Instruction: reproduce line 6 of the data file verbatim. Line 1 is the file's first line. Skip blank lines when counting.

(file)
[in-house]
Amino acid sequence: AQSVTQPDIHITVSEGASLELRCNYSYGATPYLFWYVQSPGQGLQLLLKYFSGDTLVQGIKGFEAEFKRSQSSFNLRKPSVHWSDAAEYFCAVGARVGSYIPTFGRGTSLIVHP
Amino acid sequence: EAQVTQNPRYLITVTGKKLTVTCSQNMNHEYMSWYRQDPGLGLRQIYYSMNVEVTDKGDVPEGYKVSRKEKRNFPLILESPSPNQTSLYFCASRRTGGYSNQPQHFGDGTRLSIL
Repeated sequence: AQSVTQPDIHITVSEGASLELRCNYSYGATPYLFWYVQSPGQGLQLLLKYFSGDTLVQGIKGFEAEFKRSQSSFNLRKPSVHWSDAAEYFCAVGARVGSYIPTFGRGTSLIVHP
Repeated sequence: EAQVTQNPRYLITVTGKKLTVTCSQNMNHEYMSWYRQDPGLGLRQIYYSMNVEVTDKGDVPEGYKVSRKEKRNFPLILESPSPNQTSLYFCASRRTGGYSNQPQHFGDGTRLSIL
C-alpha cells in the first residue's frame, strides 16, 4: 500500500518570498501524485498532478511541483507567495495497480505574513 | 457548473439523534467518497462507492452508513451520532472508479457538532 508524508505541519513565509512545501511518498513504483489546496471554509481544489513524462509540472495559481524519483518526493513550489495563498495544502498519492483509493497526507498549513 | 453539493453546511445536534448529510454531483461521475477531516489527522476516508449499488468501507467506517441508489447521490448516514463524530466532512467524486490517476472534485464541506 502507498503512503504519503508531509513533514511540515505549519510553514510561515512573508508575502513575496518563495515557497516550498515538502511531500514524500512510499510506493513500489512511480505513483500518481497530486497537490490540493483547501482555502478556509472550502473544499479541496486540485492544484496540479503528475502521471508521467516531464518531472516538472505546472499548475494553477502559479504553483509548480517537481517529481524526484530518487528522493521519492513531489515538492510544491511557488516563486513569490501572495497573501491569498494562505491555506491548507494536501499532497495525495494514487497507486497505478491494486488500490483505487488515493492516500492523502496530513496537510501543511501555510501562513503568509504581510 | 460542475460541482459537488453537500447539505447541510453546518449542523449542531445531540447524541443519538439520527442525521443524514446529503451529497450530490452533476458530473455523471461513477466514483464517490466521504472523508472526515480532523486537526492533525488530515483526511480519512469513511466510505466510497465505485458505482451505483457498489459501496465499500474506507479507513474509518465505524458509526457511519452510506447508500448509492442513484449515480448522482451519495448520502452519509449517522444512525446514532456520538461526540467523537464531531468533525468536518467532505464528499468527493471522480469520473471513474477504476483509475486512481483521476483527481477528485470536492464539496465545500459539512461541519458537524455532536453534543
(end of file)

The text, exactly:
C-alpha cells in the first residue's frame, strides 16, 4: 500500500518570498501524485498532478511541483507567495495497480505574513 | 457548473439523534467518497462507492452508513451520532472508479457538532 508524508505541519513565509512545501511518498513504483489546496471554509481544489513524462509540472495559481524519483518526493513550489495563498495544502498519492483509493497526507498549513 | 453539493453546511445536534448529510454531483461521475477531516489527522476516508449499488468501507467506517441508489447521490448516514463524530466532512467524486490517476472534485464541506 502507498503512503504519503508531509513533514511540515505549519510553514510561515512573508508575502513575496518563495515557497516550498515538502511531500514524500512510499510506493513500489512511480505513483500518481497530486497537490490540493483547501482555502478556509472550502473544499479541496486540485492544484496540479503528475502521471508521467516531464518531472516538472505546472499548475494553477502559479504553483509548480517537481517529481524526484530518487528522493521519492513531489515538492510544491511557488516563486513569490501572495497573501491569498494562505491555506491548507494536501499532497495525495494514487497507486497505478491494486488500490483505487488515493492516500492523502496530513496537510501543511501555510501562513503568509504581510 | 460542475460541482459537488453537500447539505447541510453546518449542523449542531445531540447524541443519538439520527442525521443524514446529503451529497450530490452533476458530473455523471461513477466514483464517490466521504472523508472526515480532523486537526492533525488530515483526511480519512469513511466510505466510497465505485458505482451505483457498489459501496465499500474506507479507513474509518465505524458509526457511519452510506447508500448509492442513484449515480448522482451519495448520502452519509449517522444512525446514532456520538461526540467523537464531531468533525468536518467532505464528499468527493471522480469520473471513474477504476483509475486512481483521476483527481477528485470536492464539496465545500459539512461541519458537524455532536453534543